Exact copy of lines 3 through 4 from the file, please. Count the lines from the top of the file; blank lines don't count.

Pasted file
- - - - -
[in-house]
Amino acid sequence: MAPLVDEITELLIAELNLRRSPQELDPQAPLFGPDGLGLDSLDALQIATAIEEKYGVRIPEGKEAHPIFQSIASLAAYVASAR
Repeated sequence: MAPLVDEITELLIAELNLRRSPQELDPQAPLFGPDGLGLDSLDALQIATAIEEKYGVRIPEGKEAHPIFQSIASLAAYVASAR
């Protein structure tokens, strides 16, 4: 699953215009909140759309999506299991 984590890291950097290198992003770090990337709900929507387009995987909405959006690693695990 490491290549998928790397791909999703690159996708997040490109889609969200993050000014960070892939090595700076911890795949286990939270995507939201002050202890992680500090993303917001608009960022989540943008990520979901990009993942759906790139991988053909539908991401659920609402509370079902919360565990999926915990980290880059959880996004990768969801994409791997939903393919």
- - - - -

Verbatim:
Repeated sequence: MAPLVDEITELLIAELNLRRSPQELDPQAPLFGPDGLGLDSLDALQIATAIEEKYGVRIPEGKEAHPIFQSIASLAAYVASAR
């Protein structure tokens, strides 16, 4: 699953215009909140759309999506299991 984590890291950097290198992003770090990337709900929507387009995987909405959006690693695990 490491290549998928790397791909999703690159996708997040490109889609969200993050000014960070892939090595700076911890795949286990939270995507939201002050202890992680500090993303917001608009960022989540943008990520979901990009993942759906790139991988053909539908991401659920609402509370079902919360565990999926915990980290880059959880996004990768969801994409791997939903393919």